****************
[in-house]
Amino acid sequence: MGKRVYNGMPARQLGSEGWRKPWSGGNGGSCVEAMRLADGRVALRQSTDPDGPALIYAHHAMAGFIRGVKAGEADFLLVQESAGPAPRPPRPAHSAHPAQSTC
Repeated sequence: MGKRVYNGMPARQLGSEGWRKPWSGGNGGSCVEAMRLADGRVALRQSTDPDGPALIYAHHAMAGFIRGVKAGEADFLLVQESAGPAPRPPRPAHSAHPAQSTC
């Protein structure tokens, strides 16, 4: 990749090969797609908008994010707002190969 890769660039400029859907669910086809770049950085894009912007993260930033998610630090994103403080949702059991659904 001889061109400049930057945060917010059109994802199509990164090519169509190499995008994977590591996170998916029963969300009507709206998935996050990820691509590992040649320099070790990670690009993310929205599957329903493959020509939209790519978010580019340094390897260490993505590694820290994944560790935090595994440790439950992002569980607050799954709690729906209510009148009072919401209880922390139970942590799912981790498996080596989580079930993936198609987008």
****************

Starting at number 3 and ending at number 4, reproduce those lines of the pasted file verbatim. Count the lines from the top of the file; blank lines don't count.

Repeated sequence: MGKRVYNGMPARQLGSEGWRKPWSGGNGGSCVEAMRLADGRVALRQSTDPDGPALIYAHHAMAGFIRGVKAGEADFLLVQESAGPAPRPPRPAHSAHPAQSTC
């Protein structure tokens, strides 16, 4: 990749090969797609908008994010707002190969 890769660039400029859907669910086809770049950085894009912007993260930033998610630090994103403080949702059991659904 001889061109400049930057945060917010059109994802199509990164090519169509190499995008994977590591996170998916029963969300009507709206998935996050990820691509590992040649320099070790990670690009993310929205599957329903493959020509939209790519978010580019340094390897260490993505590694820290994944560790935090595994440790439950992002569980607050799954709690729906209510009148009072919401209880922390139970942590799912981790498996080596989580079930993936198609987008």